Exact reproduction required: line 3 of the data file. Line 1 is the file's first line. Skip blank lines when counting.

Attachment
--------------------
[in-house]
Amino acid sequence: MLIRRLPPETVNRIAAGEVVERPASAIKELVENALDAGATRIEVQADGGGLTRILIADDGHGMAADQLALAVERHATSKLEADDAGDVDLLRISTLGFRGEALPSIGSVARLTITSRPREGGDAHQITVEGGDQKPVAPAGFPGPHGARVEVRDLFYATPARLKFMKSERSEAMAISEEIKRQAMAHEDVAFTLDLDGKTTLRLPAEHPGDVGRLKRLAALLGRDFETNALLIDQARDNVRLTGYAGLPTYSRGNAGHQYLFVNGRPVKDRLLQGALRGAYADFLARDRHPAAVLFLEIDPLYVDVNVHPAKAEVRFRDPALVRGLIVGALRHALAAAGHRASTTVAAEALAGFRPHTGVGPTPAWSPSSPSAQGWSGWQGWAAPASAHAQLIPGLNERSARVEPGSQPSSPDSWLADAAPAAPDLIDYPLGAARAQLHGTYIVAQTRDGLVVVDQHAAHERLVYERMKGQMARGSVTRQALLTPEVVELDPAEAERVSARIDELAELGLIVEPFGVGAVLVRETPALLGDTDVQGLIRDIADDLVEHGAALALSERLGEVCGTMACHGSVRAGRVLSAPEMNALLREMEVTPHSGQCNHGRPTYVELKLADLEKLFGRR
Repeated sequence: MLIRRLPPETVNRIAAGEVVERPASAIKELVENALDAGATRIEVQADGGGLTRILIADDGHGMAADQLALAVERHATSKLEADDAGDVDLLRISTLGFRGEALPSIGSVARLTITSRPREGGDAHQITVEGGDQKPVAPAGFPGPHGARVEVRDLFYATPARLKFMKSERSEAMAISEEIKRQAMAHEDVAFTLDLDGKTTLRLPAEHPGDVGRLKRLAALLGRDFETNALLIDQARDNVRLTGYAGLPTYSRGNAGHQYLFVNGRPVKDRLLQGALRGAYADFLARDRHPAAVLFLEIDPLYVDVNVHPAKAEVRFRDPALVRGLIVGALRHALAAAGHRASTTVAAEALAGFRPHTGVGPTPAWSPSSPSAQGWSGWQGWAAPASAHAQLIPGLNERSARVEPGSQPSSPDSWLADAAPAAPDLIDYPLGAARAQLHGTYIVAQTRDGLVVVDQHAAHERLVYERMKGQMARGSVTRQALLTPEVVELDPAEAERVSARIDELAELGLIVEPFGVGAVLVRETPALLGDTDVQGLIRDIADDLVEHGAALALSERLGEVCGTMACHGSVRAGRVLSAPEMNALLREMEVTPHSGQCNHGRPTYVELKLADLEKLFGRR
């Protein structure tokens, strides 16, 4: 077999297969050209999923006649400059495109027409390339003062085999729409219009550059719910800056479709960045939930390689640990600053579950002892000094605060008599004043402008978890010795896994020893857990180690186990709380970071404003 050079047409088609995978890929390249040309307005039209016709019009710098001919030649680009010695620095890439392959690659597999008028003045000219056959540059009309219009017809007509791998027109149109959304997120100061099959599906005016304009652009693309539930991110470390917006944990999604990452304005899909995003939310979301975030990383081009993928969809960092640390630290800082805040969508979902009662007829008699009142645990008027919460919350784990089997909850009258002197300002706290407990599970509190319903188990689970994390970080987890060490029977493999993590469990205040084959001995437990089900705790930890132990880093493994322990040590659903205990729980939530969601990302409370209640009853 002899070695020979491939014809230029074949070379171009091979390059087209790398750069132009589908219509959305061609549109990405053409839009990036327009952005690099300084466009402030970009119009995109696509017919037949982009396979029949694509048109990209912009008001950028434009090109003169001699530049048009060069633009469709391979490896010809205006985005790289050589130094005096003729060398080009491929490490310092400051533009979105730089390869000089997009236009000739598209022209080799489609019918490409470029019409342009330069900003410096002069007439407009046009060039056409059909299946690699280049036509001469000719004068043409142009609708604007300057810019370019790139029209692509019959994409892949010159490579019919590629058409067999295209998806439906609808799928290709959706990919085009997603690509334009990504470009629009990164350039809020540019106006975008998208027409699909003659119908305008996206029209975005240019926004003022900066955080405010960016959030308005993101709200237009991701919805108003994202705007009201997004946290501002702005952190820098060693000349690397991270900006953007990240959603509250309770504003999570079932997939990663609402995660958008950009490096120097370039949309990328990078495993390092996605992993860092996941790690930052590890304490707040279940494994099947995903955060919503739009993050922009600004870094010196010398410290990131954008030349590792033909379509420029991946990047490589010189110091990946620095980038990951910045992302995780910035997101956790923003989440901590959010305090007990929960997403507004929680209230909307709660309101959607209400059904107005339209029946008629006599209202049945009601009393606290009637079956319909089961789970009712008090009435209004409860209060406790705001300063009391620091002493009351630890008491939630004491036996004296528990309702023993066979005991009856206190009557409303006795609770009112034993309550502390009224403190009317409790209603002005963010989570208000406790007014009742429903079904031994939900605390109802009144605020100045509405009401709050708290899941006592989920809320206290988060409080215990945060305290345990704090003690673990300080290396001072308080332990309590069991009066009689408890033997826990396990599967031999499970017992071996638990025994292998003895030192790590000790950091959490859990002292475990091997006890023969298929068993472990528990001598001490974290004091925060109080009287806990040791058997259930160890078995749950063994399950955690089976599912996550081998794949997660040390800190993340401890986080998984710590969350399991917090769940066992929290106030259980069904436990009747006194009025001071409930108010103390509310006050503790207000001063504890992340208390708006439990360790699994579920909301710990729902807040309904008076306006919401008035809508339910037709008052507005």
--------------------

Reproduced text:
Repeated sequence: MLIRRLPPETVNRIAAGEVVERPASAIKELVENALDAGATRIEVQADGGGLTRILIADDGHGMAADQLALAVERHATSKLEADDAGDVDLLRISTLGFRGEALPSIGSVARLTITSRPREGGDAHQITVEGGDQKPVAPAGFPGPHGARVEVRDLFYATPARLKFMKSERSEAMAISEEIKRQAMAHEDVAFTLDLDGKTTLRLPAEHPGDVGRLKRLAALLGRDFETNALLIDQARDNVRLTGYAGLPTYSRGNAGHQYLFVNGRPVKDRLLQGALRGAYADFLARDRHPAAVLFLEIDPLYVDVNVHPAKAEVRFRDPALVRGLIVGALRHALAAAGHRASTTVAAEALAGFRPHTGVGPTPAWSPSSPSAQGWSGWQGWAAPASAHAQLIPGLNERSARVEPGSQPSSPDSWLADAAPAAPDLIDYPLGAARAQLHGTYIVAQTRDGLVVVDQHAAHERLVYERMKGQMARGSVTRQALLTPEVVELDPAEAERVSARIDELAELGLIVEPFGVGAVLVRETPALLGDTDVQGLIRDIADDLVEHGAALALSERLGEVCGTMACHGSVRAGRVLSAPEMNALLREMEVTPHSGQCNHGRPTYVELKLADLEKLFGRR